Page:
There were no reports from Hpakant, the region that is home to the largest and most lucrative jade-mining industry in the world. There has been occasional fighting between ethnic guerrilla and Myanmar army forces in this region.
Nyo Chaw from Gayunar Rescue Team, who coordinated the effort, stated that more than 70 miners digging for jade were swept into the lake just a few hours before dawn when a landslide struck. He said that earth and debris from several Lonekhin mines slid down a cliff 60m (about 200 feet), and struck the miners.
In Wednesday's landslide, at least five young women and three small businesses were also buried. Nyo Chaw stated that the body of a jade worker had been found in heavy mud at midday.
Nyo Chaw, Associated Press: "About 150 firefighters and rescue workers are searching the area. We have found the body a jade miner thus far and continue to find others," Nyochaw said.
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Hpakant, located in Kachin state's mountainous, remote Kachin state about 950 km (600 miles) north Yangon, Myanmar's largest city, is the name of a mountainous, isolated area. Since Aung San Suu Kyi's February 1 coup, a ceasefire has been broken in the region.
Although the military said that it had shut down jade mining at Hpakant, some companies were operating illegally. Kachin state's Kachin Independence Army bases its main revenue source on the mines, which are also a major source of income for their ethnic armed group, Kachin Independence Army.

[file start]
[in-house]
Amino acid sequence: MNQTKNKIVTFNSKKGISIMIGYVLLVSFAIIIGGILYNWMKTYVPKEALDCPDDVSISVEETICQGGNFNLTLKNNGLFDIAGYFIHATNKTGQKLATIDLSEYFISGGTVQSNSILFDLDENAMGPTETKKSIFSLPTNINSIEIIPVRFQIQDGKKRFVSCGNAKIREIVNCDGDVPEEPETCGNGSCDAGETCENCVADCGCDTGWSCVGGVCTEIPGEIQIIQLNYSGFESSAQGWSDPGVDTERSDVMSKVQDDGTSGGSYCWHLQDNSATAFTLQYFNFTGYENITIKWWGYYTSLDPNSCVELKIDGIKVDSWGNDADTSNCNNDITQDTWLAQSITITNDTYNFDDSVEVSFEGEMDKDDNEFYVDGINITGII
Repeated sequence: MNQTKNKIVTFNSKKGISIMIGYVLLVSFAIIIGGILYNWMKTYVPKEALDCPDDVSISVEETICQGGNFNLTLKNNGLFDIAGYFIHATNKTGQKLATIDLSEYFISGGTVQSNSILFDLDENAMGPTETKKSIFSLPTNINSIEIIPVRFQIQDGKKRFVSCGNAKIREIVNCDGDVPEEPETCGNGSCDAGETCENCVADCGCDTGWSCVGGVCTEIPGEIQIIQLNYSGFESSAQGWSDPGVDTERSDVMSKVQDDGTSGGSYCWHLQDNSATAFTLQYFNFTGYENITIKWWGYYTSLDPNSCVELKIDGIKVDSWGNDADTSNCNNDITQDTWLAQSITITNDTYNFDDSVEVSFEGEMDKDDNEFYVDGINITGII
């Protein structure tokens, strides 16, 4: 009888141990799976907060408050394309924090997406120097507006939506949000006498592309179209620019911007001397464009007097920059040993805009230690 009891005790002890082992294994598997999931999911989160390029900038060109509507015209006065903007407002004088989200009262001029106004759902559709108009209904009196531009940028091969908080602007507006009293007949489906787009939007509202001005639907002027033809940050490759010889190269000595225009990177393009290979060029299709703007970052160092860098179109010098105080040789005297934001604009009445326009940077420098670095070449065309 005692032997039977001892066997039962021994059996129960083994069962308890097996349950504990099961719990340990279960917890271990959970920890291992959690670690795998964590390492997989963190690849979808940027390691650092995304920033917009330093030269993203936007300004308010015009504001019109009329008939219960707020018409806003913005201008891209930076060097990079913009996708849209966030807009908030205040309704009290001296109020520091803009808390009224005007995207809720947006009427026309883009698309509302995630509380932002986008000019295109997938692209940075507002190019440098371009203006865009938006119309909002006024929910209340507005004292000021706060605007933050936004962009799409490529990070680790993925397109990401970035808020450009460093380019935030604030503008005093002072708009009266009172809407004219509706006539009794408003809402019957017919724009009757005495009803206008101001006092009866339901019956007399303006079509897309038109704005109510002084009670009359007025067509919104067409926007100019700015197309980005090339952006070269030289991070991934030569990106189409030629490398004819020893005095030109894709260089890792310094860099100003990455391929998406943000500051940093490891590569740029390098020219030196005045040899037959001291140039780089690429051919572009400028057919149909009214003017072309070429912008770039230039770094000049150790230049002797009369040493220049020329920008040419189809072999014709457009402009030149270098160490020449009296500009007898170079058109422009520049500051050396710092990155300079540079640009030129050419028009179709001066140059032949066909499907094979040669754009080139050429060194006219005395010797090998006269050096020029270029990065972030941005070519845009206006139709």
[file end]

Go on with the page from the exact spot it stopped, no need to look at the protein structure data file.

An official from Hpakant's civil society group, who requested anonymity out of concern for his safety, said that between 20 and 50 mining companies were operating illegal mines.
Safety has been a concern for many years. The suspension of licensing has prevented a rush to artisanal mine under worse conditions.
At least 162 people were killed in the landslide that occurred in the same area on July 3, 2020. In contrast, 113 people were killed in an accident in November 2015. The victims were killed when a 60-meter-high (200-foot-high) mountain of earth and debris discarded by several miners collapsed during the night. It covered more than 70 huts that miners were sleeping.
Freelance miners are most likely to be killed in these accidents. They live near large mounds of earth, which has been excavated with heavy machinery. Freelancers who are looking for jade often live in abandoned mine pits near the base of these mounds of earth. These pits become especially unstable during rainy seasons.
The majority of scavengers are unregistered migrants who have moved from other regions. This makes it difficult to know how many people are missing and often leaves their families unaware of their fate.